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To Pangboche

On the trail again.

12 Apr - hiking in the cloud

Most of us ate fried eggs on hash browns for breakfast, real trail food! We don't try to limit egg intake or much else while on expedition... I (Jamie) left later (I had to post the dispatches) and collected all the things we had forgotten to give Ang Phurba (porter, and brother of Pasang Gombu), like our pancake syrup, sweet Thai chilli sauce, chutney, charging gear for the laptops and extra batteries so I was weighed down. Extra sweat was the price of forgetfulness.

Tashi, our old friend, at Kyangjuma revived me though.

Gineth was waiting for up in Pangboche, so we are now five out of seven. David and James are up the Gokyo Valley.

To Dingboche

Tengboche Monastery

Tengboche Gompa from Pangboche - Jamie

Da'Ongchu helps lay out jewelry

Ever helpful, Da'Ongchu lays out jewelry in front of the lodge we stayed at in Pangboche - Jamie

13 April - Andy writes

Today it has not been difficult to see the "hidden" benefits of our change of expedition plans. Having started off with another excellent execution of fried eggs on hash brown potatoes, we trekked into Dingboche beside the Imja Khola (Imja Stream), not yet in full flow but bubbling away at a rate of knots on its path down the valley from Imjatse (the Nepali translation of Island Peak, so named by Tilman as a peak surrounded by ice). Along the way there were stunning views of Ama Dablam and Lhotse, the ice on the higher echelons shining brightly in the sun, and the occasional stupa, around which we were compelled to walk clockwise to increase our "sonam" or merit, upon which we will be judged in the next life. All this as an alternative to travelling to the Tibetan base camp in a bus.

After our scattered start, the team is slowly coming together. Gineth had trekked ahead of us to Pangboche, as had Marty, Giannina and Tim. Today, we were on the same trail at the same time, and the growth in the bonding of the team was palpable.

After an hour of leisurely trekking, we stopped at one of the more traditional, small tea houses on the trail. In contrast to those that have responded to the demands of western tourists, our tea was boiled over an open stove fuelled by yak dung. The family running the lodge were old friends of Jamie, and together with our Sherpa crew they chatted together in Nepali as the young daughter busily met our demands for more tea. I’m not a fluent speaker but I did get the impression that she was quite pleased to see Jamie again.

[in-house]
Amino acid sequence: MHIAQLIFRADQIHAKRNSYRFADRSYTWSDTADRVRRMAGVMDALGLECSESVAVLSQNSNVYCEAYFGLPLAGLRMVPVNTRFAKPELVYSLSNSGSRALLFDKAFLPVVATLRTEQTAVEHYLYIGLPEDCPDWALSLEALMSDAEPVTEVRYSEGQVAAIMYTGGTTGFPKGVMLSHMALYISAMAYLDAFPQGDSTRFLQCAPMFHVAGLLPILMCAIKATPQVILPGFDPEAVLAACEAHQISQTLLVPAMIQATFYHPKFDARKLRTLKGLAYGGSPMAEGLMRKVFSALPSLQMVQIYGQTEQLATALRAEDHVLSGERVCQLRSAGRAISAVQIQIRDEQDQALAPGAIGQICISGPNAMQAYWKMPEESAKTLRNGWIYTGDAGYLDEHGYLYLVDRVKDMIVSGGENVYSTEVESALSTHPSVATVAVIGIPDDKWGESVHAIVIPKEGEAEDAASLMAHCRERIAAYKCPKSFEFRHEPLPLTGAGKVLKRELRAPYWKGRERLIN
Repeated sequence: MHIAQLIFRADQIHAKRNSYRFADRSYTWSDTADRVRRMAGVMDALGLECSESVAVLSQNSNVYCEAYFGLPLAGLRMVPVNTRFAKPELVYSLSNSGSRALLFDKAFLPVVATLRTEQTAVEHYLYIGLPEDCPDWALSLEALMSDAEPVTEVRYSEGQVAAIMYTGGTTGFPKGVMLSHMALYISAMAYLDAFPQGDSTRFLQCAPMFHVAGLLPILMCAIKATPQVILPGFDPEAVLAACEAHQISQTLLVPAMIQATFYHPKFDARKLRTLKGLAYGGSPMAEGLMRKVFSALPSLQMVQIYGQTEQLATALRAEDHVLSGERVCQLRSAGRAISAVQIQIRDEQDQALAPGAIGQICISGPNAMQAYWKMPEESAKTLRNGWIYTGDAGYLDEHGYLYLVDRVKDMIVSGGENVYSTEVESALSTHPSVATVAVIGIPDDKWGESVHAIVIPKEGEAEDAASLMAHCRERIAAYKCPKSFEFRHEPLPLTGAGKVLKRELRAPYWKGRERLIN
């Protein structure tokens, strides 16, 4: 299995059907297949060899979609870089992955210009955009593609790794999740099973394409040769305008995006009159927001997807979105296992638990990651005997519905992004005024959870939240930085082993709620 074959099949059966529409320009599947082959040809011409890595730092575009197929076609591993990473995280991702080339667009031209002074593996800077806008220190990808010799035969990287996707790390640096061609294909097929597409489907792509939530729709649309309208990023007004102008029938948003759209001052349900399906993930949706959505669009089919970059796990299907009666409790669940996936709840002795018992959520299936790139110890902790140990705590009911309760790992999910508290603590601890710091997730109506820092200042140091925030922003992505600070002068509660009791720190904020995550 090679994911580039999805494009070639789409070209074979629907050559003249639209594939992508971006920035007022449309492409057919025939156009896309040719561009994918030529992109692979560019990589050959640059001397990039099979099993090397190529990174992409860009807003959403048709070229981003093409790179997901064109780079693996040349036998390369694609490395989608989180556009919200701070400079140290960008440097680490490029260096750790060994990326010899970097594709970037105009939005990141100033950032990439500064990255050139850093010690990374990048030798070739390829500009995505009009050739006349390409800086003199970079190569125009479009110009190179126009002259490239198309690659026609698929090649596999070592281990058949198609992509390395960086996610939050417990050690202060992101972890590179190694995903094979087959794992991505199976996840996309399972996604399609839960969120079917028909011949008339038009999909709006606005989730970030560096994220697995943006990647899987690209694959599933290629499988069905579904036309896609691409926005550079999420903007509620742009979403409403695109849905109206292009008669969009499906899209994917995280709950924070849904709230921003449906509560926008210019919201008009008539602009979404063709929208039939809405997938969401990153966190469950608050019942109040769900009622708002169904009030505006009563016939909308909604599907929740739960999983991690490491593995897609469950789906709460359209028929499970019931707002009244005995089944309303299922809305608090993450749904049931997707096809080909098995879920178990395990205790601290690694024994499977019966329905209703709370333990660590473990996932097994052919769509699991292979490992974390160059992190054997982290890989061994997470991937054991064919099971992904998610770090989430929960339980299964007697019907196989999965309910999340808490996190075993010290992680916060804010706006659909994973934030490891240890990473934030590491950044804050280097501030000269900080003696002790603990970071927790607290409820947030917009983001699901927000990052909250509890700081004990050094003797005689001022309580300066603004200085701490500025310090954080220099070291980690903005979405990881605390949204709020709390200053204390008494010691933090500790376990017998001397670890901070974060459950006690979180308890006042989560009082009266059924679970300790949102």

Last night Raphael and I went to work on the "entente cordiale". After a bit of Anglo-French banter we brought out the cards (alas, no monopoly available). Suffice to say that the British were soundly thrashed.

Jamie writes: Actually the daughter (now married with baby) wasn't there, but never one to pass up an opportunity to improve my Nepali in useful ways, I respectfully talked with the Rai helper girl, while some porters tried to chat her up. They got no response but I did! Where is this charm when I truly need it? Namgyal and Da'Ongchu were surprised and impressed. While it is normal to kid around with sherpa women, who give as good as they get, Rai girls are another matter. Generally they are shy and also some have been promised into marriage, and with many porters from near their villages passing thru, have to be quiet. The Rai people working up here generally come from a few days walk south of Lukla.

13 April - logistics

Apparently all our baggage, several tons of it, is on the trail, and the front runner sherpas are now at BC, starting to set up everything. Dawa is back in Namche waiting for the oxygen, and it sounds like if the weather is good (and the forecast is good) then our oxygen might reach Syangboche (just above Namche) tomorrow.

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